The guidelines adopted by the GI Standardization Group are accompanied by a set of standard reporting forms, which encourage pathologists to evaluate biopsies and record findings in a consistent fashion (Appendices 1 and 2). The forms could serve as the basis for numerical scoring of inflammatory changes as would be undertaken in research investigations. Pathologists are encouraged to report the total number of tissue samples present on the microscope slide and document the quality of these samples using descriptions of “adequate,”“marginal,” and “inadequate” as defined by the GI Standardization Group.2 If such information is not included in a biopsy report, the group recommends that clinicians specifically request that it be included in the final report. The importance of this request will be seen below when the effect of biopsy quality upon diagnosis is discussed (“Guidelines for Endoscopic Examination and Biopsy”).
These histopathology guidelines have been presented to the clinical and research community for evaluation and the GI Standardization Group anticipates that they will be continually refined. The GI Standardization Group pathologists have used the guidelines to evaluate a large slide set, derived from both dogs and cats from 9 referral institutions in 6 different countries. The Group currently is using these guidelines to identify factors affecting interpathologist variation and histologic lesions associated with hypoalbuminemia. Although the interpretation of endoscopically obtained biopsies of gastrointestinal mucosa will remain a diagnostic challenge, acceptance and refinement of the GI Standardization Group's guidelines should help address current problems related to lack of standardization. Additional studies will be needed to evaluate the relative importance of each criterion and whether a weighted or nonweighted cumulative score is appropriate. The ultimate value of any grading system will be determined by its ability to accurately diagnose disease, direct therapy, and predict outcome.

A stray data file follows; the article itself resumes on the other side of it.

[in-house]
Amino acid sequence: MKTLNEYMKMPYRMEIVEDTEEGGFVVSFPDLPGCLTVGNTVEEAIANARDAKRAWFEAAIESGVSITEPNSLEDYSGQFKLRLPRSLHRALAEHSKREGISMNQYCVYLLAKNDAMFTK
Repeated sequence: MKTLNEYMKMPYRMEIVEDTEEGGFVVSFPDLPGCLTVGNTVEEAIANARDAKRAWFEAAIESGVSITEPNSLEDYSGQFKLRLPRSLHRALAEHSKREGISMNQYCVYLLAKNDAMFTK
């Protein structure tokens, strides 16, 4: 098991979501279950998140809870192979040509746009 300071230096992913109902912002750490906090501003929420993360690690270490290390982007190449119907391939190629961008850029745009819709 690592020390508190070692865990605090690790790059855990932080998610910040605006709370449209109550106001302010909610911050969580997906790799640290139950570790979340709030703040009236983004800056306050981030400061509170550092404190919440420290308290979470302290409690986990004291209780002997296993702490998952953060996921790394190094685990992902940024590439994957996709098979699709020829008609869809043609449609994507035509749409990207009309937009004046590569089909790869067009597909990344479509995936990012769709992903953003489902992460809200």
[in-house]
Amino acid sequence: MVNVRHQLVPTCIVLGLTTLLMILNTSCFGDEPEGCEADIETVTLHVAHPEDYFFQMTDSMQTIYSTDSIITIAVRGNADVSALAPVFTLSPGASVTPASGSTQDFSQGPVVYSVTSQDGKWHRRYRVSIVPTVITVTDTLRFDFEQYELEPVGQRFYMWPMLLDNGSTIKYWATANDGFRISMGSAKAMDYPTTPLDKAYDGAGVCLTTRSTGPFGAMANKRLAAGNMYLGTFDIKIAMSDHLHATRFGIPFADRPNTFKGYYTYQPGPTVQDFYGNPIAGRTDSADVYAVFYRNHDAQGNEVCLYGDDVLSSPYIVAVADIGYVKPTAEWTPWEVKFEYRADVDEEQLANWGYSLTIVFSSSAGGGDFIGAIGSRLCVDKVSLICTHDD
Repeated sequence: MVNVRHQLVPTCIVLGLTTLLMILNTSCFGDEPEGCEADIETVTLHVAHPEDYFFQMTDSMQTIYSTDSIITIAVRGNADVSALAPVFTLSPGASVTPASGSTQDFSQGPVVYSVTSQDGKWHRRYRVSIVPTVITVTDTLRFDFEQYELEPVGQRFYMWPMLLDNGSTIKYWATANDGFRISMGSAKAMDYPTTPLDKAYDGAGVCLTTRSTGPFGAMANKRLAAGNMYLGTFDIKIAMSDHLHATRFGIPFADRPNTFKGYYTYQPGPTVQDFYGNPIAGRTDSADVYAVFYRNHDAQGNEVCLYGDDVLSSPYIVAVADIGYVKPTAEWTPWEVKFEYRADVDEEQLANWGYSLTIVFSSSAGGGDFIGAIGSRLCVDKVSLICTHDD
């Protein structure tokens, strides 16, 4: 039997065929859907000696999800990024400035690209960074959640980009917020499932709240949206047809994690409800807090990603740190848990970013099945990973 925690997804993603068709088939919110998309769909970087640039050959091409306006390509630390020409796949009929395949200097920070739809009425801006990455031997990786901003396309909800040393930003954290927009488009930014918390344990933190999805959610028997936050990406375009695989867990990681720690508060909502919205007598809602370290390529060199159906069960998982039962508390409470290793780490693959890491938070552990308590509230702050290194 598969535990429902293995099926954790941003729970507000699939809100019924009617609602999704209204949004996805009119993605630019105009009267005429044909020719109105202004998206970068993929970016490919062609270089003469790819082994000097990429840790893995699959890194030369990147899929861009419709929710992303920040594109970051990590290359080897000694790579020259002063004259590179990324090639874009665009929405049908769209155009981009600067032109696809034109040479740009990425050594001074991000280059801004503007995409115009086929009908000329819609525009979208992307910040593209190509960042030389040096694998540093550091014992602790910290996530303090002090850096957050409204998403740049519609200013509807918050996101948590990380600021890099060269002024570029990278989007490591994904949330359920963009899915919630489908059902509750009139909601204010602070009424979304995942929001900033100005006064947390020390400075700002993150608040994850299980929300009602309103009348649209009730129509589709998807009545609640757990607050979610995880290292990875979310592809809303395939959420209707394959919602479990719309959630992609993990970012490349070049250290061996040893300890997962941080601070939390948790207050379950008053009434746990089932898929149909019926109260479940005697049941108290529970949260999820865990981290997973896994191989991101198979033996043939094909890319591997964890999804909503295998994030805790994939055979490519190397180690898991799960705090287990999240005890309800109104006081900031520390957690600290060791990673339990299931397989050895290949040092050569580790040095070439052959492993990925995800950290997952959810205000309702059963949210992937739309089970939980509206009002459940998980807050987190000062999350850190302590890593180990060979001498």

Guidelines for Endoscopic Examination and Biopsy
Representative tissue samples containing lesions of interest are crucial for the diagnosis of most gastrointestinal tract diseases. There are 3 means of obtaining such biopsies: flexible endoscopy, laparoscopy, and surgery. Flexible endoscopy has 5 advantages. (1) Endoscopy permits the operator to see mucosal changes that cannot be visualized by the serosal approach of the surgeon. This in turn permits directed biopsy at these sites. (2) Endoscopy also permits the collection of multiple tissue biopsies (eg, 10 or more, if necessary) from each site, which is potentially important because some diseases may have a multifocal distribution, even within 1 section of the intestine. (3) In some instances, endoscopy permits diagnosis of selected lesions without the need for tissue biopsy (eg, ulceration, erosion, lymphangiectasia). (4) Endoscopic procedures have minimal risk of perforation and septic peritonitis, compared to surgical biopsy. (5) The procedure is quicker, less stressful, and less invasive to the patient, and may be less expensive than surgery.